Tensile test specimens are prepared in a variety of ways depending on the test specifications. The most commonly used specifications are BS EN ISO 6892-1 and ASTM E8M. Most specimens use both a round or square standard cross section with two shoulders and a reduced section gauge length in between. The shoulders allow the specimen to be gripped while the gauge length shows the deformation and failure in the elastic region as it is stretched under load. The reduced cross section gauge length of specific dimensions assists with accurate calculation of engineering stress via load over area calculation.
The preparation of test specimens depends on the purposes of testing and on the governing test method or specification. A tensile specimen is usually a standardized sample cross-section. It has two shoulders and a gage (section) in between. The shoulders are large so they can be readily gripped, whereas the gauge section has a smaller cross-section so that the deformation and failure can occur in this area.
The shoulders of the test specimen can be manufactured in various ways to mate to various grips in the testing machine (see the image below). Each system has advantages and disadvantages; for example, shoulders designed for serrated grips are easy and cheap to manufacture, but the alignment of the specimen is dependent on the skill of the technician. On the other hand, a pinned grip assures good alignment. Threaded shoulders and grips also assure good alignment, but the technician must know to thread each shoulder into the grip at least one diameter's length, otherwise the threads can strip before the specimen fractures.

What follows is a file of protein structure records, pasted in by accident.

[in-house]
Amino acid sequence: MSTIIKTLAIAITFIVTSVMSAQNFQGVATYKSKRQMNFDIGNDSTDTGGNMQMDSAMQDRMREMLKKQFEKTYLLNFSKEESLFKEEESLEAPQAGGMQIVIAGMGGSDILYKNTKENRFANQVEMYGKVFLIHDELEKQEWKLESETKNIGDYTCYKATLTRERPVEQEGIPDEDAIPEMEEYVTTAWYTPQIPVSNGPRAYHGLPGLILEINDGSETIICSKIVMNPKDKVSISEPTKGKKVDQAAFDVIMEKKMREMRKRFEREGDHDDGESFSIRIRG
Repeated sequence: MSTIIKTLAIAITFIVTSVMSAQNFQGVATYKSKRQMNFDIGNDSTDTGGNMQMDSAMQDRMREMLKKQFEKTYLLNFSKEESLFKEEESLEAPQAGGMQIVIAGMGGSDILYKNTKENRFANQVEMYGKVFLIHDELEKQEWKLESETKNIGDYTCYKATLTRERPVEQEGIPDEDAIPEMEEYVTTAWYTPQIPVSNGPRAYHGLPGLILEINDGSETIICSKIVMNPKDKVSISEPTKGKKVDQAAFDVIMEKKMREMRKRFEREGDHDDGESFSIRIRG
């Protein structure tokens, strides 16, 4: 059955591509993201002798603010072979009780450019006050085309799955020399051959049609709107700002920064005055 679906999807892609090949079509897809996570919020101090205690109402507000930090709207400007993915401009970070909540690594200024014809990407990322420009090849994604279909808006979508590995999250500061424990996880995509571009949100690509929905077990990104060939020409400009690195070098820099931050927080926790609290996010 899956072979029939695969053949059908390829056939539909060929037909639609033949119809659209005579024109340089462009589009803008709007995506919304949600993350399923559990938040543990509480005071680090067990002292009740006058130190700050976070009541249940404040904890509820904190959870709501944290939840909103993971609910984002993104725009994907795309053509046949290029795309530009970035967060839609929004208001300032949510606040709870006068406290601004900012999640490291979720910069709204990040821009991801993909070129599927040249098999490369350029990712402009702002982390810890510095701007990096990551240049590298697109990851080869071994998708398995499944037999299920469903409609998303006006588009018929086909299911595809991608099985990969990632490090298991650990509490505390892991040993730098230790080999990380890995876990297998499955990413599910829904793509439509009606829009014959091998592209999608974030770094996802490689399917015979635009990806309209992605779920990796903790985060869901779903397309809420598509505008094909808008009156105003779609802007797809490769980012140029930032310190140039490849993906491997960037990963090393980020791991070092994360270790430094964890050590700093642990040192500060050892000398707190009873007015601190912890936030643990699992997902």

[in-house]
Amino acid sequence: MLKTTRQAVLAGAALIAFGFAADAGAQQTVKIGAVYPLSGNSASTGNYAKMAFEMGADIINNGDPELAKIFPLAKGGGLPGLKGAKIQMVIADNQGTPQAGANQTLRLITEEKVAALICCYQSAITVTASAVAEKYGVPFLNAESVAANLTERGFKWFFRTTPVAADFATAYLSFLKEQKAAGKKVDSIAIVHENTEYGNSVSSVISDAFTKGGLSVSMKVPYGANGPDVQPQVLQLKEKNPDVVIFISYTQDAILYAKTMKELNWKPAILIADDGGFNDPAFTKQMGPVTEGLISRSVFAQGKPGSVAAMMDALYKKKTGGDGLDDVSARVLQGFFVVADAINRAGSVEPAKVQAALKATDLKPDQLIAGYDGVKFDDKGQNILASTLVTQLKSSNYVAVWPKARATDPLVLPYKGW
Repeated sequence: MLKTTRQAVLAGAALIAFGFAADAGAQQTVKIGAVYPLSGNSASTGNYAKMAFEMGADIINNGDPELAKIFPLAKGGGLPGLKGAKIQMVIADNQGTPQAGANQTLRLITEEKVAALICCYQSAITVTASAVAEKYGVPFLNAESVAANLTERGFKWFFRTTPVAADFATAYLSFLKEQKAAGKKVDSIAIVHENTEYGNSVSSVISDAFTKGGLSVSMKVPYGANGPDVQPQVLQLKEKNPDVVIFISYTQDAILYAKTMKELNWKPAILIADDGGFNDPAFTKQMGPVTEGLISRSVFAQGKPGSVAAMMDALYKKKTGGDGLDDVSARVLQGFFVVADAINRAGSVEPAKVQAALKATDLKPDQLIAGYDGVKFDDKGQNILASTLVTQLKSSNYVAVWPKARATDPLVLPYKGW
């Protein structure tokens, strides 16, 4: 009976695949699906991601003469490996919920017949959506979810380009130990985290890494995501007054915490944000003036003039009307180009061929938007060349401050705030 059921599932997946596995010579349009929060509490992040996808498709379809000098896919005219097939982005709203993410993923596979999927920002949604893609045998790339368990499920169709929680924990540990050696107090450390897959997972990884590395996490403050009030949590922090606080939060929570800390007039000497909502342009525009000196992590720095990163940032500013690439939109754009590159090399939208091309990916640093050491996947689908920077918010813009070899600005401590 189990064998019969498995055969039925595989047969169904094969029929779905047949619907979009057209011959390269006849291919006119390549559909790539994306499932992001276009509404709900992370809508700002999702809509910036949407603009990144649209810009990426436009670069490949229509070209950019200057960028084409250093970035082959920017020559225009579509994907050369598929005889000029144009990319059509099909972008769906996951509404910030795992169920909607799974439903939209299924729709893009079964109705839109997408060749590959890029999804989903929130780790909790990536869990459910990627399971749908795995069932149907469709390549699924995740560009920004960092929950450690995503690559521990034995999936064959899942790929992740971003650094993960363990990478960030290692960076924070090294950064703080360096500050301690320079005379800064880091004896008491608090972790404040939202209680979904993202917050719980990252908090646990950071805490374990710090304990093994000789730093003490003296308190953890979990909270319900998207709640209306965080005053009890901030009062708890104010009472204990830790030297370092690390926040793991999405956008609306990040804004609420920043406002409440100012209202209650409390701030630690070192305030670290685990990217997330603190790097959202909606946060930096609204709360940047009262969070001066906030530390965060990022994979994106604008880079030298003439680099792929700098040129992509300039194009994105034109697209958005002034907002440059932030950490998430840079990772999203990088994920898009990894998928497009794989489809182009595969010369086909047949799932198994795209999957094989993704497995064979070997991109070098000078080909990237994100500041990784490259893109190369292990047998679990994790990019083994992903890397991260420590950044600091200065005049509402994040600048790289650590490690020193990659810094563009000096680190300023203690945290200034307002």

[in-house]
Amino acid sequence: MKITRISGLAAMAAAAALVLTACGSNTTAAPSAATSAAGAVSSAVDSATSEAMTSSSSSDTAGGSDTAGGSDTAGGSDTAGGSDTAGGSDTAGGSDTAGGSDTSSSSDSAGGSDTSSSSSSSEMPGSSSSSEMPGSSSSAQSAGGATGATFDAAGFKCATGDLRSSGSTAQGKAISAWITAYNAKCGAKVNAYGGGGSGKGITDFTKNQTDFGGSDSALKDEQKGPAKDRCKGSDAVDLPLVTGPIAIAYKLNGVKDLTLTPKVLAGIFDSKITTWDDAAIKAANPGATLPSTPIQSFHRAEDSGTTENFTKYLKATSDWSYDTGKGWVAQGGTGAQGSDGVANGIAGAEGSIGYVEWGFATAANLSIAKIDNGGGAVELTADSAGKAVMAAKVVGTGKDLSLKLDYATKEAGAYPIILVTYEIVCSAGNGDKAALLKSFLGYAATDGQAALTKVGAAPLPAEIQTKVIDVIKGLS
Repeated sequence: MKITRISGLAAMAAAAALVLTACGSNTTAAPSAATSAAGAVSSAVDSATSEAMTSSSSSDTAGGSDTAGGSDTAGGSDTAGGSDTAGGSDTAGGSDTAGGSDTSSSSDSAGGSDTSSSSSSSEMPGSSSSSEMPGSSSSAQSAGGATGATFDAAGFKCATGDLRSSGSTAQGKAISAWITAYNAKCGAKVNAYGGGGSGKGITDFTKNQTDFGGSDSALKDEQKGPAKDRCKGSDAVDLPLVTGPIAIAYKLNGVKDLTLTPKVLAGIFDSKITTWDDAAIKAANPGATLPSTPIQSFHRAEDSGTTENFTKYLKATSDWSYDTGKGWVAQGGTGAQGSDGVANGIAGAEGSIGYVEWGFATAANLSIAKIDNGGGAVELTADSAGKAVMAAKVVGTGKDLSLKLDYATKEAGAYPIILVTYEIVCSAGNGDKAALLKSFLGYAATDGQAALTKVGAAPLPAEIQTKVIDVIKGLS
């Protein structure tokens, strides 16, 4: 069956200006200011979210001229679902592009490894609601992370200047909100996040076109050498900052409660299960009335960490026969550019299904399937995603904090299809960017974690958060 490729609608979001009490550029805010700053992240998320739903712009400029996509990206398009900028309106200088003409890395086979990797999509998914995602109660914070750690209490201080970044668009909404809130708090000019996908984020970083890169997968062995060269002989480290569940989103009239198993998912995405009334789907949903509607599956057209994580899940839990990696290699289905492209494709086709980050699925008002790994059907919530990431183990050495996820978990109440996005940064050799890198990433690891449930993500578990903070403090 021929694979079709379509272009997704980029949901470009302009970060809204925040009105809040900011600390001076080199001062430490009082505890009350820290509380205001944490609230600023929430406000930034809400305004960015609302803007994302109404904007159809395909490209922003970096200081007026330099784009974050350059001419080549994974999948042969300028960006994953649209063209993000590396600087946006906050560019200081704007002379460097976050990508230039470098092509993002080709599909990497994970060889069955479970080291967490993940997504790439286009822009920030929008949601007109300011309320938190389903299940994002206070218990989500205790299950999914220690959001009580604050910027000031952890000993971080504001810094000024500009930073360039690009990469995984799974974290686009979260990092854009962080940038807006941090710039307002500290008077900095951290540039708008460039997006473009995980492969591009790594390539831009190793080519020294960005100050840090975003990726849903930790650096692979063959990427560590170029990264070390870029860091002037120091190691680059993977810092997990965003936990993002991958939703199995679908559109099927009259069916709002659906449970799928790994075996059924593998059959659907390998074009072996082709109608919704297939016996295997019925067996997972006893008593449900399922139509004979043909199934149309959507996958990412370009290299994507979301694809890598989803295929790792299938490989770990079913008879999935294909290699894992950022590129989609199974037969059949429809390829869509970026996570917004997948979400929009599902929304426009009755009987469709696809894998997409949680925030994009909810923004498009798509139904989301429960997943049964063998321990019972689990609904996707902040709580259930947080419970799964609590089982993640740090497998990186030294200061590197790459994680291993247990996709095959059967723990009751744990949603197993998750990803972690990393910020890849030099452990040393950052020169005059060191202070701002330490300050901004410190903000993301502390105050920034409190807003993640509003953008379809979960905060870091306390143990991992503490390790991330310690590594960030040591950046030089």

In large castings and forgings it is common to add extra material, which is designed to be removed from the casting so that test specimens can be made from it. These specimens may not be exact representation of the whole work piece because the grain structure may be different throughout. In smaller work pieces or when critical parts of the casting must be tested, a work piece may be sacrificed to make the test specimens. For work pieces that are machined from bar stock, the test specimen can be made from the same piece as the bar stock.
For soft and porous materials, like electro spun nonwovens made of Nano fibers, the specimen is usually a sample strip supported by a paper frame to favor its mounting on the machine and to avoid membrane damaging.
Various shoulder styles for tensile
specimens. Keys A through C are for round specimens, whereas keys D and E are for flat specimens.
Test specimen nomenclature
A. A Threaded shoulder for use with a thread
B. A round shoulder for use with serrated grips
C. A butt end shoulder for use with a split collar
D. A flat shoulder for used with serrated grips
E. A flat shoulder with a through hole for a pinned grip
As mentioned earlier the tensile test is used to provide information that will be used in design calculations or to demonstrate that a material complies with the requirements of the appropriate specification - it may therefore be either a quantitative or a qualitative test. The test is made by gripping the ends of a suitably prepared standardized test piece in a tensile test machine and then applying a continually increasing uni-axial load until such time as failure occurs. Test pieces are standardized in order that results are reproducible and comparable as shown in Fig 2.
Fig.2. Standard shape tensile specimens
Specimens are said to be proportional when the gauge length, L0, is related to the original cross sectional area, A0, expressed as L0 =k√A0. The constant k is 5.65 in EN specifications and 5 in the ASME codes. These give gauge lengths of approximately 5x specimen diameter and 4 x specimen diameters respectively - whilst this difference may not be technically significant it is important when claiming compliance with specifications.
Fig.3. Stress/strain curve